They order sorbets and take a seat in the corner. Jotim asks Wallace why he has brought this lovely and delicate child. Surely she ought to be home, reading fairy-tales.
The girl responds that she does not like fairy-tales. She prefers the kinds of stories her father tells her, “because they are terrible,” she says, “and because they are true.”
“With what innocent purity and simplicity speaks the girl-child!” exclaims Jotim. “And her face is as beautiful as her spirit is pure!”
“The body is only the leaf of the tree of life,” observes Wallace, rather curtly. “Moreover, Magdalena is present because you specified that the magnetic activation of the communicative device requires three people, at least one of whom is an innocent. And I see you have brought no one.”
“Trustworthy innocents are increasingly difficult to find in Madrid,” sighs Jotim.
“Magdalena is as quiet as the grave,” says Wallace. “She will not betray us to the Catholics, and her innocence may even protect us, should we be accosted by…impure spirits.”
Jotim shows Wallace the brass tripod they will use to communicate with the spirits.
“Placing a hand on the top, like so,” he says, “one evokes a spirit, and when one of the tripod legs lift up, any one of the three may ask the spirits any questions they please.”
Jotim and Wallace then fall to discussing this tripod’s history, its magnetic properties and the best way to position it, and whether any ritual need be performed in doing so, and once signs were received, what system to use to interpret them.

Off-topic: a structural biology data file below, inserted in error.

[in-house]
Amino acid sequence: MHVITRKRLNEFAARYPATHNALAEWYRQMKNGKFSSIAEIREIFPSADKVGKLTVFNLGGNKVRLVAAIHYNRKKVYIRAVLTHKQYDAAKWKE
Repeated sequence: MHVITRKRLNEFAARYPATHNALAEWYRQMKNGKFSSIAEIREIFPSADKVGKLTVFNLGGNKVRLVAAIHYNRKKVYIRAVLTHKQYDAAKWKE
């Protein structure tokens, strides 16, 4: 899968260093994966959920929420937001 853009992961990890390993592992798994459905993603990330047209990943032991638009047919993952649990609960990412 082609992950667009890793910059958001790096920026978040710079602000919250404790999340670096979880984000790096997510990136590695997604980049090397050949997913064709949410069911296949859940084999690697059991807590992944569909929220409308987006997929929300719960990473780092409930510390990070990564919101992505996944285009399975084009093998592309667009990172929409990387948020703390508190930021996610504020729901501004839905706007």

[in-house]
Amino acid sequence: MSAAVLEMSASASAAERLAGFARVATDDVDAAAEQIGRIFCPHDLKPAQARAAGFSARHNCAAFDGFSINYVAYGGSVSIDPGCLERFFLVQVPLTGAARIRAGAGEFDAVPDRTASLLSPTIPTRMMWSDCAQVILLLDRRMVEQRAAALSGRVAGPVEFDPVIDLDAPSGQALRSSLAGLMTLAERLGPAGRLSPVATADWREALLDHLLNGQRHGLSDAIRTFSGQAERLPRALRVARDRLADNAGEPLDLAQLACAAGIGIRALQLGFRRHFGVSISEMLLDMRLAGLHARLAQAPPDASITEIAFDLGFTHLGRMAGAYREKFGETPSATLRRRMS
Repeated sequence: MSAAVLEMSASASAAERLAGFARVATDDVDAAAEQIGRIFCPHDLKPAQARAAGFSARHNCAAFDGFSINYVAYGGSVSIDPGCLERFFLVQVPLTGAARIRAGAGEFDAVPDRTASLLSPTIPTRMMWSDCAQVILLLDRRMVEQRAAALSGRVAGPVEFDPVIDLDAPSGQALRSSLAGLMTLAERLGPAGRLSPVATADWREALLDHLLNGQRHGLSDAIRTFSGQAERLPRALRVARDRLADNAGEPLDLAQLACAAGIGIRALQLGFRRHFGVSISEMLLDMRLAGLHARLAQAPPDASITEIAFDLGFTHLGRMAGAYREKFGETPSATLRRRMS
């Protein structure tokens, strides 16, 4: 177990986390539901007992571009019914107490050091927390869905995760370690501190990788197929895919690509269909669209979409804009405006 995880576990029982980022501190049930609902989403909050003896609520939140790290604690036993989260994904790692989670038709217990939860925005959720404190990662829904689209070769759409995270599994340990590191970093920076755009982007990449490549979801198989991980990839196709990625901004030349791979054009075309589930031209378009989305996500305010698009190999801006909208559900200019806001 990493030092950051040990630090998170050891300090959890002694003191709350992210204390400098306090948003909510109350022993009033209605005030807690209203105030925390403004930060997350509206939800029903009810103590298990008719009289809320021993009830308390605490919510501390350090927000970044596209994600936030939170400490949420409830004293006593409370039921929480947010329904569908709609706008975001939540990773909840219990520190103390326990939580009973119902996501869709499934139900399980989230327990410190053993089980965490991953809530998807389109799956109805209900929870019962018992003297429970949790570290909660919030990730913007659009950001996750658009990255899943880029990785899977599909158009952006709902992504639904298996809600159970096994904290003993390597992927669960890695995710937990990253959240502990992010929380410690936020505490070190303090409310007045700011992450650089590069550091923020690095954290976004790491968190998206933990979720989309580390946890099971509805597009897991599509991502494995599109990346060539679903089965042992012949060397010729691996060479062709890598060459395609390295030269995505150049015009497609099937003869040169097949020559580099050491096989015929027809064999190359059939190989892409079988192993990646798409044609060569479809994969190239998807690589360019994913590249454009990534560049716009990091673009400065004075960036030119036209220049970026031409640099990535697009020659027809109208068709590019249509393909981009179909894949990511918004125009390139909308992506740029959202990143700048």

“In order to understand the spirit’s replies,” affirms Jotim, “each leg must be given a number between one and three, each number corresponding to nine letters of the alphabet, which are also given numbers, the spirit thereby revealing which letters it wishes to name in order to form the words.”
“But if we are magnetizing the spirit tripod, why not communicate via the electrical telegraphic code of Mr. Morse?” asks Wallace. “Surely it would be faster and more accurate.”
Jotim is scandalized. “The eternal spirits would hardly communicate with us like common American train operators! Only the basest of materialists would propose such a system!”
“Ah, so you are familiar with the Mr. Morse’s wonderful system?” asks Wallace, delighted, for he is something of an enthusiast of long-distance communication.
“More or less,” remarks Jotim dismissively, which they both know means no, not at all.
Wallace sighs. “I am most distressed to see an intelligent man like yourself so quick to dismiss something that he knows nothing at all about. We might at least conduct an experiment, evoking their names with the code and seeing if they respond.”
But neither Jotim nor Wallace is certain if spirits have names, if they are earthly names or spirit names, if it is blasphemous to evoke them, or if their names change, or for that matter if after bodily death the opinions and ideas of the spirits change once they return to a state of Spirithood, and then they fall to discussing whether or not animals have spirits, why Spirits must act secretly, why some children can communicate directly with spirits, and why do babies cry when they are born, and is rebellion part of the natural law, and finally if any man can detain the march of human progress, and here they desist, for both of them agree that the march of human progress is impossible to detain.